Christian Leaders Sign “Justice Declaration,” Calling for More Equitable Approach to Incarceration, Crime, and Punishment

Leaders of evangelical organizations sign the “Justice Declaration,” a statement by Christian leaders on criminal justice reform, in Washington, D.C., on June 20, 2017. Left to right, Prison Fellowship Ministries President James Ackerman, Southern Baptist ethicist Russell Moore, National Association of Evangelicals President Leith Anderson, and John Stonestreet, president of the Colson Center for Christian Worldview. RNS photo by Adelle M. Banks
Leaders of evangelical organizations sign the “Justice Declaration,” a statement by Christian leaders on criminal justice reform, in Washington, D.C., on June 20, 2017. Left to right, Prison Fellowship Ministries President James Ackerman, Southern Baptist ethicist Russell Moore, National Association of Evangelicals President Leith Anderson, and John Stonestreet, president of the Colson Center for Christian Worldview. RNS photo by Adelle M. Banks

Evangelical Christian leaders are spearheading a campaign for criminal justice reform, calling for equitable punishment, alternatives to incarceration and a different take on the “tough on crime” language of the Trump administration.

“Our country’s overreliance on incarceration fails to make us safer or to restore people and communities who have been harmed,” said James Ackerman, CEO of Prison Fellowship Ministries, at a Tuesday (June 20) news conference at the National Press Club.

Joined by black, white and Hispanic officials of evangelical organizations, he introduced the “Justice Declaration” that has been signed by close to 100 religious leaders from a wide range of Christian denominations.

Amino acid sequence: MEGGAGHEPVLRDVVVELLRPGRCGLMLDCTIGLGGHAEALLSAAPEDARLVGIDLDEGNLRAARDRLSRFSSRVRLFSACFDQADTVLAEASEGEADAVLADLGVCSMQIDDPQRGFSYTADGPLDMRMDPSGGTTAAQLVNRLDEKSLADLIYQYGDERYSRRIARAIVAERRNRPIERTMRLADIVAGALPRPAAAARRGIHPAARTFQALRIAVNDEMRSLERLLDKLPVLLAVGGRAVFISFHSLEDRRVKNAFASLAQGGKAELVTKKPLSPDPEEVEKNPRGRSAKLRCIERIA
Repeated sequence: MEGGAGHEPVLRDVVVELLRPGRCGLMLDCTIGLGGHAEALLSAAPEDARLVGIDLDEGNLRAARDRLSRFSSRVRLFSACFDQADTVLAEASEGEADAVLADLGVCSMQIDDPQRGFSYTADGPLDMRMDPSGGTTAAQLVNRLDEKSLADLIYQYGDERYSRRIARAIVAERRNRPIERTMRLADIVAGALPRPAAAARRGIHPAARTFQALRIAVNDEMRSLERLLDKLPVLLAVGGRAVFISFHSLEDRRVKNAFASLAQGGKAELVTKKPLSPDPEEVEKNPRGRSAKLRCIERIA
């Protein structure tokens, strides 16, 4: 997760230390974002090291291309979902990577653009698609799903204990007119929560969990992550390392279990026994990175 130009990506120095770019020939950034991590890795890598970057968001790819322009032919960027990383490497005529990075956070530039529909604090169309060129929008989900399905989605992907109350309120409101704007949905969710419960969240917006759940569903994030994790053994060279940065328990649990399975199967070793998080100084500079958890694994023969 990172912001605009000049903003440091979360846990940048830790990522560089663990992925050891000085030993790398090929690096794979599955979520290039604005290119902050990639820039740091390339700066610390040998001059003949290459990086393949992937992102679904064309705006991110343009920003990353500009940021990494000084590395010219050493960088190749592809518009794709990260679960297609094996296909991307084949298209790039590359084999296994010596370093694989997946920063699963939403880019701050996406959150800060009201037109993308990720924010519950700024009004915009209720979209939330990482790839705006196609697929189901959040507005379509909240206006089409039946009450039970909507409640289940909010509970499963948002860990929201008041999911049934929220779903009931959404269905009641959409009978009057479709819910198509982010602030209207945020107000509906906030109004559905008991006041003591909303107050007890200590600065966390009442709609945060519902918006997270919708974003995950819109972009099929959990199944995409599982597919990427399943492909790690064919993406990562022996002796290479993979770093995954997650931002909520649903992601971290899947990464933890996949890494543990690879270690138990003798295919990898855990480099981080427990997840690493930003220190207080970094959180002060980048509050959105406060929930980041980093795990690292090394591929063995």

“The Church has both the unique ability and unparalleled capacity to confront the staggering crisis of crime and incarceration in America,” the declaration reads, “and to respond with restorative solutions for communities, victims, and individuals responsible for crime.”

The leaders later presented their declaration to Republican leaders, such as House Speaker Paul Ryan and Senate Judiciary Committee Chairman Chuck Grassley, in hopes of gaining bipartisan support for changes in federal law.

In a May memorandum to federal prosecutors, Attorney General Jeff Sessions established a stricter policy on charges and sentencing, saying they “should charge and pursue the most serious readily provable offense,” and consider using mandatory minimum sentences.

Ackerman said Prison Fellowship supports sentencing guidelines but thinks mandatory sentences are “a big mistake.”

He was joined at the news conference by leaders with testimonies of how churches helped formerly incarcerated people rehabilitate themselves and become productive citizens.

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SOURCE: 
Religion News Service